So it’s great to work with those professionals. It is, really rewarding, very rewarding so that working with professionals, my team is also fun to work with too.

Tseli Moshabesha: Awesome. Okay. Thank you. And then you’ve highlighted what the fun side of everything is with the great people you work with. What do you think are some of the challenges of the work that you do?

Luke Dolan: And that’s another good question too. The challenges? I think like from a I’ll talk from two sides that maybe, but from a staff’s side of it, like when, so when we’re hiring new recruits, we joke, we kid ourselves, like we say, oh, we’re saving the planet at one house at a time.

We’re joking around and I think a lot of people sometimes get into the business and they really are super keen on sustainability and improving the environment that we live in, et cetera. Then they realize it’s not all as glamorous as it’s cracked up to be sometimes. Like there is a day in, day out slog sometimes, and you’re make, but you are making small wins, which is great. So yeah, so I would say sometimes people come in with maybe unrealistic expectations thinking you’re gonna see these like massive changes and that doesn’t happen, that’s not real. But small changes, which is really good to see and that’s rewarding in itself. I don’t know. Does that make sense?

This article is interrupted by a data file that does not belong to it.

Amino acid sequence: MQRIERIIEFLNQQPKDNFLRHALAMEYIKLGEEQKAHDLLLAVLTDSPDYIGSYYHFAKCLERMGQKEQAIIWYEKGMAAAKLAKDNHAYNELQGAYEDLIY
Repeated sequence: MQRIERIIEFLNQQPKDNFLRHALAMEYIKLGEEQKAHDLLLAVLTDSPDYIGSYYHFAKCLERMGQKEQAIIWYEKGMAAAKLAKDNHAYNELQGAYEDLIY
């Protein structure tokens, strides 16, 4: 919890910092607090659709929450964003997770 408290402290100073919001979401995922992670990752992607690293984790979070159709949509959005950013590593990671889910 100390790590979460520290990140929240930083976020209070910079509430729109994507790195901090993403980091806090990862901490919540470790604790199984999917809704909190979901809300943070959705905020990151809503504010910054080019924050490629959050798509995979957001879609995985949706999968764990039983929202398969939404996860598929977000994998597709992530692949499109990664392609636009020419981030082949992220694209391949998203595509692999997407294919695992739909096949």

Tseli Moshabesha: It does make sense. You’re working with slow, progressive change and so obviously it’s definitely hard to see things day to day, but I think with time you get to see the results of your work.

Luke Dolan: Yeah, exactly. So big picture, you do see stuff going on, but there is the there’s the day to day grind, like other jobs, right? Yeah,

Tseli Moshabesha: Of course. And so I’m sure people are curious, what is your typical day to day, or do you like, do you even have a typical day to day?

Luke Dolan: Yes very typical day to day. I’m a father, so I’ve got two young kids. We have a, I’ve got a four years old and a five months old. So it’s dealing with the kids in the morning getting one of them off to daycare and then it’s yeah. It’s to work. So a day in the life of an energy advisor, so energy advisors, we primarily work on residential homes.

So it’s residential construction for existing homes and new construction. And we’re, part-time out in the field. We’re out in the field. We’re on job sites. Like new construction job sites. We’re in people’s houses, doing assessments, talking to people making their houses, trying to make their houses more energy efficient, helping them reduce their utility costs, making them more comfortable, that sort of stuff.

So we’re spending a lot of time on site, on job sites. We are also in front of the computer a lot too. So that could segue into what is the skillset of an energy advisor? It’s very well rounded. Technology is huge, We’re very up on technology.